In another book by Trina Robbins, which she wrote with Max Allan Collins called “Tender Murderers” there are two drawings of Ruth Snyder, one by Fay King beside one done by Nell Brinkley. The differences in style are apparent and yet they both show the woman that was the template for the Sophie Tradwell’s killer in the play, “Machinal”; James M. Cain’s novel “Double Indemnity”, which was turned into the Billy Wilder and Raymond Chandler film; a picture taken of Ruth done at Sing Sing by Tom Howard inspired the incident in the 1933 movie “Picture Snatcher”, starring James Cagney. Ruth was indeed, as Damon Runyon described her, “A chilly-looking blonde with frosty eyes and one of those marble ‘you-bet-you-will chins.” Fay King and Nell Brinkley took turns covering the trial.
It was in 1913, Fay King married world lightweight champion Oscar Matthew "Battling" Nelson, which drew a lot of public attention, as did their divorce in 1916. Battling Nelson was a bit of an odd duck, his father said that his son “Bat is crazy as a bat.”
By the summer of 1918, Fay King had moved on with her life and was a special writer and cartoonist on the Hearst’s San Francisco paper.
Fay’s attitude towards marriage is pretty clear in a commentary in the 1921 article titled, “Judge Men by Their Past Wives Fay King Advises Flappers” “Girls who marry guys twice their age would do well to consult other women they wooed won and then cast off.”
Fay took her commentaries and reviews seriously; in August 1924, she wrote a rather savage review and was told in a dismissive response … “Honey, review ‘em don’t reform ‘em.” After all “criticism is easy, but art is difficult.” It was also in August of 1924 that Fay King appeared as herself in “The Great White Way” the Goldwyn film. In 1930, Fay continued to advise and draw; she was a well-known as a columnist and would give out fashion tips now and then. “It seems to me about time that stick pins for ties should come into style again.”
New York became her home, she wrote of the party girls but was said to be a strictly no-party girl, herself. She lived in a sedate hotel was an indefatigable walker a frequent loiterer in the city galleries a bit of a recluse although vivacious and sparking, not at all part of the whirligig of literary folk, she was devoted to her canary. This is not at all to say she didn’t feel deeply about her friends, she just respected the value of true friends.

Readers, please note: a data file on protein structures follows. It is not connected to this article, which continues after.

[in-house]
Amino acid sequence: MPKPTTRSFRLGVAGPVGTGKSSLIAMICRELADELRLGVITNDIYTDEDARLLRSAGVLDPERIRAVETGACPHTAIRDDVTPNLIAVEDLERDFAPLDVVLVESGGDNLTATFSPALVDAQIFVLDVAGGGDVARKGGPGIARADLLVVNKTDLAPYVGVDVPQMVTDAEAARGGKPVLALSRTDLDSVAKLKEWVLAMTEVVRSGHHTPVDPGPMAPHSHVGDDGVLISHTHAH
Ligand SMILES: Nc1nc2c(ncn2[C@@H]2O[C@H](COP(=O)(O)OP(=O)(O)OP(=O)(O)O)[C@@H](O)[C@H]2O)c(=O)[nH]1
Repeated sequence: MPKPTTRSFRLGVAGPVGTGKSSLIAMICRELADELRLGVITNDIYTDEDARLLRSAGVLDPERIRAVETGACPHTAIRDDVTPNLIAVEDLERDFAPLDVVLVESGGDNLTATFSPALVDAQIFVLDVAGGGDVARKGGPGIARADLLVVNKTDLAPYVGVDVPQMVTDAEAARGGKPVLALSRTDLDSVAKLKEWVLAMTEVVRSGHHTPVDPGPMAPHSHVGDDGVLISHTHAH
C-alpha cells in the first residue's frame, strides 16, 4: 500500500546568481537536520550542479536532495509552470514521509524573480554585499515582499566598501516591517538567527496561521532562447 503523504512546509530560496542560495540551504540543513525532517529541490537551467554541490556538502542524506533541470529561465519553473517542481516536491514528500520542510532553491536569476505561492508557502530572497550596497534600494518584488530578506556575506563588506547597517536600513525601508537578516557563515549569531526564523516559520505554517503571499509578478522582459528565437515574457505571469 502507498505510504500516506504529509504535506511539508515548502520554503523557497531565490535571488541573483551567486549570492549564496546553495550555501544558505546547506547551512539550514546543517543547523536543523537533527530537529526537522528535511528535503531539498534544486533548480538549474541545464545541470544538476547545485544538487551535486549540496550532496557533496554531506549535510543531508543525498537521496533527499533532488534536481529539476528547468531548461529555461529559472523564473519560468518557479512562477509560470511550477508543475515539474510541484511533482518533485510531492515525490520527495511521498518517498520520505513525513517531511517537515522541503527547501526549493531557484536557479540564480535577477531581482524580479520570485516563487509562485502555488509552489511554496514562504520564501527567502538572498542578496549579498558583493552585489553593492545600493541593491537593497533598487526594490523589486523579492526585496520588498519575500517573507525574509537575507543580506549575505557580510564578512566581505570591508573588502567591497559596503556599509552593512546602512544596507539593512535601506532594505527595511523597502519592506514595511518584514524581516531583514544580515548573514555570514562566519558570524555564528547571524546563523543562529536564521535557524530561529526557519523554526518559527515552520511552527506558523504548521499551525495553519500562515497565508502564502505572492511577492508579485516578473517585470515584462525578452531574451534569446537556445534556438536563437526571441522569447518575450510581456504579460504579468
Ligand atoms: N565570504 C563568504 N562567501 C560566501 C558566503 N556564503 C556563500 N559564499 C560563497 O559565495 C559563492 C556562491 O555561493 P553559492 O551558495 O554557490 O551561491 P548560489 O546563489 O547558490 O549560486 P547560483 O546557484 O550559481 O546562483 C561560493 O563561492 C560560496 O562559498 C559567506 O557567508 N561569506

By 1935, photography began to replace pen-and-ink illustrations in newspapers and magazines.
When her friend and mentor passed away, January 8, 1937, she wrote kindly about Arthur Brisbane and in her words we see a little of Fay Kings’ heart.
“The recent death of Arthur Brisbane will be regretted sincerely by all cartoonists. From the beginning to the end of his long, able career as an editor, he had a deep understanding and appreciation for their work.
His office desks were usually piled high with cartoons and comic strips and he followed closely the work of all cartoonists here and abroad.
He engaged great cartoonists to illustrate his fine editorials and frequently paid tribute to their ‘genius’ in his accompanying text.
His admiration and affection for ‘TAD’, Winsor McCay, T.E. Powers and many others was enthusiastic. It was an inspiration to any cartoonist to hear him speak of them and their fine work in which he took great pride. Arthur Brisbane always believed in cartoons.”
Battling Nelson died February 7, 1954 at the age of 71 in the Chicago State Hospital where the rugged old battler was committed; his death was attributed to senility. Fay King preformed a very gentle and gracious act when she hears of his death. Fay was truly a kind person. She defrayed the funeral expenses so he could be buried in Chicago next to his second wife, “whom he loved so much,” who had died just 2 months before, December 26, 1953.
Fay had been married to Bat over 40 years before his death and yet, when she was told her response was. “He was such a noble, honest man he did not deserve such a tragic end.” Fay had not seen him since 1919.